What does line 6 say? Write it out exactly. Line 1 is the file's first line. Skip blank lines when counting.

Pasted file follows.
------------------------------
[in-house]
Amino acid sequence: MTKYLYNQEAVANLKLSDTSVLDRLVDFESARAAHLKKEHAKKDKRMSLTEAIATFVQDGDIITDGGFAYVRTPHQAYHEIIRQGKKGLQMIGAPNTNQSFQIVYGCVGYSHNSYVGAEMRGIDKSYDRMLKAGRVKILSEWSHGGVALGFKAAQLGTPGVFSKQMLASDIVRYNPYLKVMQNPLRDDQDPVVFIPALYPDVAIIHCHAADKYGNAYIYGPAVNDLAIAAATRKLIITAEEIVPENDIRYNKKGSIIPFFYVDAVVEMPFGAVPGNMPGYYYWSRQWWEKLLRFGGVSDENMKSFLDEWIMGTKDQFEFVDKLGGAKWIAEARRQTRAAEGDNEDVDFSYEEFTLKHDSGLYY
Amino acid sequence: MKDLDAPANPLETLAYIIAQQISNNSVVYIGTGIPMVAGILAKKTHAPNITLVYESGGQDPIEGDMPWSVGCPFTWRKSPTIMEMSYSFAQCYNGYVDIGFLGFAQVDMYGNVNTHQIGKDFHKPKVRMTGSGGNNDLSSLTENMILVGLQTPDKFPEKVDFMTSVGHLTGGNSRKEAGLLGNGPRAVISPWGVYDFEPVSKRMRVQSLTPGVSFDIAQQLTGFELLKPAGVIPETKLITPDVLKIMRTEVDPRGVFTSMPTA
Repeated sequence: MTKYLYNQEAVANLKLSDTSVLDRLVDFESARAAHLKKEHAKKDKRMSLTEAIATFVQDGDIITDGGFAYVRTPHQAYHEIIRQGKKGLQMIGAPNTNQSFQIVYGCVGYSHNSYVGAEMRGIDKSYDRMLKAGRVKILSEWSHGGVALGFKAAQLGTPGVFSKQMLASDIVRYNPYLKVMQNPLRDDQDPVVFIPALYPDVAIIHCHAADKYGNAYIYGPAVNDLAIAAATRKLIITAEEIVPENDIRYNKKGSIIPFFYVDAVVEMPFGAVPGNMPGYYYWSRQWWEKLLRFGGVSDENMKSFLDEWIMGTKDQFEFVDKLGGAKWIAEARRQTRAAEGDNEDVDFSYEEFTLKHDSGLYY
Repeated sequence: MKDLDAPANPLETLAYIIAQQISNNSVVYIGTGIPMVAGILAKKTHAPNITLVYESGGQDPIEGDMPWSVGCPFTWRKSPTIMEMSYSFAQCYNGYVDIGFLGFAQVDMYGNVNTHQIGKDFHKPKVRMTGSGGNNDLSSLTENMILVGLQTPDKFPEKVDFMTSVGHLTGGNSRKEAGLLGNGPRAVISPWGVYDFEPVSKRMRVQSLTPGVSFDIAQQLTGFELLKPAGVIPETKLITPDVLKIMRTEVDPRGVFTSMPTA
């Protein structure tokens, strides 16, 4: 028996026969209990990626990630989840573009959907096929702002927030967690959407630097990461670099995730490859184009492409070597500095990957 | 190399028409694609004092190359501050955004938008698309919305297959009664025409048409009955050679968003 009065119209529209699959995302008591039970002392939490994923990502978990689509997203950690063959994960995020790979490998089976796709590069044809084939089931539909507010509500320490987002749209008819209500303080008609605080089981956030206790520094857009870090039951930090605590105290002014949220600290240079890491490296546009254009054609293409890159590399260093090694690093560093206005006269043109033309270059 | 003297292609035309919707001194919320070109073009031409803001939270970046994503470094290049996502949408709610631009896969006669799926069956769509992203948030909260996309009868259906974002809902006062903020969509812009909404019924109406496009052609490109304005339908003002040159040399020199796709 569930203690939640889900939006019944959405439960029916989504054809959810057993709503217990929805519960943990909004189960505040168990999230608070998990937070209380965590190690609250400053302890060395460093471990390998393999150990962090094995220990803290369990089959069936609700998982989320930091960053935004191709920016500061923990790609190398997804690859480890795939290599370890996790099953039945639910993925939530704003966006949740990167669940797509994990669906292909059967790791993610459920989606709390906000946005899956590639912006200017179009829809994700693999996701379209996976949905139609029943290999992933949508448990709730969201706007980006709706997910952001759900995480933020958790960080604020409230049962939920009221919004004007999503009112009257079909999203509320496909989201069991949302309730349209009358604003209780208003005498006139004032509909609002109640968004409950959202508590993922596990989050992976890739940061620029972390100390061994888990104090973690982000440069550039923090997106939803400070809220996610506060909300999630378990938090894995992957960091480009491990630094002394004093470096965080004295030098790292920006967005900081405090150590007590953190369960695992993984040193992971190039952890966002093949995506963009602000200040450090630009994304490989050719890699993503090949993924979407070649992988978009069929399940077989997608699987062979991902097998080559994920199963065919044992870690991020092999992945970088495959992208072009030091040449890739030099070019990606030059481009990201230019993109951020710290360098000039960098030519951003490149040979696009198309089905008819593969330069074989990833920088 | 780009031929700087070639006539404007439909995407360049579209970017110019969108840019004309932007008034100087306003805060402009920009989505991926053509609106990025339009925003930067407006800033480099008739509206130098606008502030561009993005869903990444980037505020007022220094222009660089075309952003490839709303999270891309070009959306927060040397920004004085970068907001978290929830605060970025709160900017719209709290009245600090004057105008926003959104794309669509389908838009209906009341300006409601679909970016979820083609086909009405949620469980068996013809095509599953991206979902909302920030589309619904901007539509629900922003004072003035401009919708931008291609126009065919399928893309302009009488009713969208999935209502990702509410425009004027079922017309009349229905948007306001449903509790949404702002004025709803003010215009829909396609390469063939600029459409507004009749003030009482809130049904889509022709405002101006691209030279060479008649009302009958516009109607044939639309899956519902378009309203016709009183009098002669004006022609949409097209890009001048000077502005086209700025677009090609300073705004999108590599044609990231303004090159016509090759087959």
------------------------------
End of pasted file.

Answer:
């Protein structure tokens, strides 16, 4: 028996026969209990990626990630989840573009959907096929702002927030967690959407630097990461670099995730490859184009492409070597500095990957 | 190399028409694609004092190359501050955004938008698309919305297959009664025409048409009955050679968003 009065119209529209699959995302008591039970002392939490994923990502978990689509997203950690063959994960995020790979490998089976796709590069044809084939089931539909507010509500320490987002749209008819209500303080008609605080089981956030206790520094857009870090039951930090605590105290002014949220600290240079890491490296546009254009054609293409890159590399260093090694690093560093206005006269043109033309270059 | 003297292609035309919707001194919320070109073009031409803001939270970046994503470094290049996502949408709610631009896969006669799926069956769509992203948030909260996309009868259906974002809902006062903020969509812009909404019924109406496009052609490109304005339908003002040159040399020199796709 569930203690939640889900939006019944959405439960029916989504054809959810057993709503217990929805519960943990909004189960505040168990999230608070998990937070209380965590190690609250400053302890060395460093471990390998393999150990962090094995220990803290369990089959069936609700998982989320930091960053935004191709920016500061923990790609190398997804690859480890795939290599370890996790099953039945639910993925939530704003966006949740990167669940797509994990669906292909059967790791993610459920989606709390906000946005899956590639912006200017179009829809994700693999996701379209996976949905139609029943290999992933949508448990709730969201706007980006709706997910952001759900995480933020958790960080604020409230049962939920009221919004004007999503009112009257079909999203509320496909989201069991949302309730349209009358604003209780208003005498006139004032509909609002109640968004409950959202508590993922596990989050992976890739940061620029972390100390061994888990104090973690982000440069550039923090997106939803400070809220996610506060909300999630378990938090894995992957960091480009491990630094002394004093470096965080004295030098790292920006967005900081405090150590007590953190369960695992993984040193992971190039952890966002093949995506963009602000200040450090630009994304490989050719890699993503090949993924979407070649992988978009069929399940077989997608699987062979991902097998080559994920199963065919044992870690991020092999992945970088495959992208072009030091040449890739030099070019990606030059481009990201230019993109951020710290360098000039960098030519951003490149040979696009198309089905008819593969330069074989990833920088 | 780009031929700087070639006539404007439909995407360049579209970017110019969108840019004309932007008034100087306003805060402009920009989505991926053509609106990025339009925003930067407006800033480099008739509206130098606008502030561009993005869903990444980037505020007022220094222009660089075309952003490839709303999270891309070009959306927060040397920004004085970068907001978290929830605060970025709160900017719209709290009245600090004057105008926003959104794309669509389908838009209906009341300006409601679909970016979820083609086909009405949620469980068996013809095509599953991206979902909302920030589309619904901007539509629900922003004072003035401009919708931008291609126009065919399928893309302009009488009713969208999935209502990702509410425009004027079922017309009349229905948007306001449903509790949404702002004025709803003010215009829909396609390469063939600029459409507004009749003030009482809130049904889509022709405002101006691209030279060479008649009302009958516009109607044939639309899956519902378009309203016709009183009098002669004006022609949409097209890009001048000077502005086209700025677009090609300073705004999108590599044609990231303004090159016509090759087959």